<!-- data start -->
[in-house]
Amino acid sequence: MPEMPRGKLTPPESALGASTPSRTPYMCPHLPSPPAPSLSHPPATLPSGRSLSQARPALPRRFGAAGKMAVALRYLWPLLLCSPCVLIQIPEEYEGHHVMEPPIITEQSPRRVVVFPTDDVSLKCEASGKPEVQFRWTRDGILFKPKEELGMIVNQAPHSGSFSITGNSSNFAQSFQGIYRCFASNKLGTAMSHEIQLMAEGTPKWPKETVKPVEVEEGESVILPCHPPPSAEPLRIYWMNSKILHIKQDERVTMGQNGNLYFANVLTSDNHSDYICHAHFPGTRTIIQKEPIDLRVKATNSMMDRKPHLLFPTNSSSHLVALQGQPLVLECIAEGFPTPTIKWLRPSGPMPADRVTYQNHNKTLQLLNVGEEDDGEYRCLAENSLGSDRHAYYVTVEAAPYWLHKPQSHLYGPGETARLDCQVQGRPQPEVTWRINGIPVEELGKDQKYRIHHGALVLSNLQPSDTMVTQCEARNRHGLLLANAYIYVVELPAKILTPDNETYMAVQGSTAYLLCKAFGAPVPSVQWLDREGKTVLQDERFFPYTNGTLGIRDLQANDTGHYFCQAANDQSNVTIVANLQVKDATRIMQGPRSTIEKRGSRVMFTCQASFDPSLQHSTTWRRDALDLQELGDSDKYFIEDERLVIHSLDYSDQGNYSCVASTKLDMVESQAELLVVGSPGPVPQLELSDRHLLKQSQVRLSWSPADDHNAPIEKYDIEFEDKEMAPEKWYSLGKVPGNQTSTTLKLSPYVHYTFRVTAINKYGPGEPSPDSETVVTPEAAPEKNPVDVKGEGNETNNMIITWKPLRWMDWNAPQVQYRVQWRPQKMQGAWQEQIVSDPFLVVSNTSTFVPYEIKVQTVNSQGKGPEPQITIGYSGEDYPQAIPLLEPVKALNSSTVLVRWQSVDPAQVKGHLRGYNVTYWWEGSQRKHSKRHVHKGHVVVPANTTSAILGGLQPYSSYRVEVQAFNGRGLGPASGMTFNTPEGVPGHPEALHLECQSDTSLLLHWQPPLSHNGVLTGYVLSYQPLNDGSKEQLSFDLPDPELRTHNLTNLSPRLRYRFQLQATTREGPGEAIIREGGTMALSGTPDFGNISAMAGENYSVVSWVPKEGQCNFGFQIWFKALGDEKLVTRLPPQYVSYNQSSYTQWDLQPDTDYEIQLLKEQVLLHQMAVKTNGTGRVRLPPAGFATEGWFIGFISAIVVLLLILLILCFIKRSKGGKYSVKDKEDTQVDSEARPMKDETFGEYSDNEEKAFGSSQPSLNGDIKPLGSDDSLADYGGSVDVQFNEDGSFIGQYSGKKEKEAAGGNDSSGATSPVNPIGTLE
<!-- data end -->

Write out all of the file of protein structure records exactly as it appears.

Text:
[in-house]
Amino acid sequence: MPEMPRGKLTPPESALGASTPSRTPYMCPHLPSPPAPSLSHPPATLPSGRSLSQARPALPRRFGAAGKMAVALRYLWPLLLCSPCVLIQIPEEYEGHHVMEPPIITEQSPRRVVVFPTDDVSLKCEASGKPEVQFRWTRDGILFKPKEELGMIVNQAPHSGSFSITGNSSNFAQSFQGIYRCFASNKLGTAMSHEIQLMAEGTPKWPKETVKPVEVEEGESVILPCHPPPSAEPLRIYWMNSKILHIKQDERVTMGQNGNLYFANVLTSDNHSDYICHAHFPGTRTIIQKEPIDLRVKATNSMMDRKPHLLFPTNSSSHLVALQGQPLVLECIAEGFPTPTIKWLRPSGPMPADRVTYQNHNKTLQLLNVGEEDDGEYRCLAENSLGSDRHAYYVTVEAAPYWLHKPQSHLYGPGETARLDCQVQGRPQPEVTWRINGIPVEELGKDQKYRIHHGALVLSNLQPSDTMVTQCEARNRHGLLLANAYIYVVELPAKILTPDNETYMAVQGSTAYLLCKAFGAPVPSVQWLDREGKTVLQDERFFPYTNGTLGIRDLQANDTGHYFCQAANDQSNVTIVANLQVKDATRIMQGPRSTIEKRGSRVMFTCQASFDPSLQHSTTWRRDALDLQELGDSDKYFIEDERLVIHSLDYSDQGNYSCVASTKLDMVESQAELLVVGSPGPVPQLELSDRHLLKQSQVRLSWSPADDHNAPIEKYDIEFEDKEMAPEKWYSLGKVPGNQTSTTLKLSPYVHYTFRVTAINKYGPGEPSPDSETVVTPEAAPEKNPVDVKGEGNETNNMIITWKPLRWMDWNAPQVQYRVQWRPQKMQGAWQEQIVSDPFLVVSNTSTFVPYEIKVQTVNSQGKGPEPQITIGYSGEDYPQAIPLLEPVKALNSSTVLVRWQSVDPAQVKGHLRGYNVTYWWEGSQRKHSKRHVHKGHVVVPANTTSAILGGLQPYSSYRVEVQAFNGRGLGPASGMTFNTPEGVPGHPEALHLECQSDTSLLLHWQPPLSHNGVLTGYVLSYQPLNDGSKEQLSFDLPDPELRTHNLTNLSPRLRYRFQLQATTREGPGEAIIREGGTMALSGTPDFGNISAMAGENYSVVSWVPKEGQCNFGFQIWFKALGDEKLVTRLPPQYVSYNQSSYTQWDLQPDTDYEIQLLKEQVLLHQMAVKTNGTGRVRLPPAGFATEGWFIGFISAIVVLLLILLILCFIKRSKGGKYSVKDKEDTQVDSEARPMKDETFGEYSDNEEKAFGSSQPSLNGDIKPLGSDDSLADYGGSVDVQFNEDGSFIGQYSGKKEKEAAGGNDSSGATSPVNPIGTLE